The impact of social networks and inequality
Social trust – confidence in the moral orientation or trustworthiness of our fellow citizens – plays an important role in how secure individuals feel and how well society functions. This chapter explores levels of social trust in Britain over the last few decades and examines how social trust is related to a range of socio-economic characteristics.
Trust has a social foundation: while the extent of people’s social connections – through participation in social activities and social networks – mediates trust, in Britain today, these too are patterned according to social status.
People with higher levels of education and those in higher occupational classes are more likely to trust, as are people who regularly participate in leisure, cultural or sports groups or associations.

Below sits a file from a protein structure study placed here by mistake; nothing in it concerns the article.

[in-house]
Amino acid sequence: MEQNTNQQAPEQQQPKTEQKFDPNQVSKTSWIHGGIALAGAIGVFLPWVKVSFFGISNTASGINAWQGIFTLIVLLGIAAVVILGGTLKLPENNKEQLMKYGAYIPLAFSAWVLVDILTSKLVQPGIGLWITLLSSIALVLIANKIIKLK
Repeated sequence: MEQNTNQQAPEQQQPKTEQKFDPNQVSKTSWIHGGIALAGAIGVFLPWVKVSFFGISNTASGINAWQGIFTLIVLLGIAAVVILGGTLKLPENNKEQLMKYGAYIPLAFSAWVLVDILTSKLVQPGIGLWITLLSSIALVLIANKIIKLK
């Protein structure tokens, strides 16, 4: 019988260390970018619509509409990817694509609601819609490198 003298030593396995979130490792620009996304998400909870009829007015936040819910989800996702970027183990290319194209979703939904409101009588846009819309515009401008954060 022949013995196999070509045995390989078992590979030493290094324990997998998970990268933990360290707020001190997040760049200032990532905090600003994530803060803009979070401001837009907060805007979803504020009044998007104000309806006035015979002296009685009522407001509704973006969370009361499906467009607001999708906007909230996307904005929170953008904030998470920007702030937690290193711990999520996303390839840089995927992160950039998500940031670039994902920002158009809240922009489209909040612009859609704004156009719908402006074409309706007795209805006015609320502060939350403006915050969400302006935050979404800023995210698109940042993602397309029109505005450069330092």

Social trust, by education, socio-economic class, and participation in leisure, cultural and sports groups
Authors: Yaojun Li, Professor of Sociology, University of Manchester; Neil Smith, Research Director, The National Centre for Social Research; Peter Dangerfield, Senior Researcher and Co-Director of the British Social Attitudes series, The National Centre for Social Research
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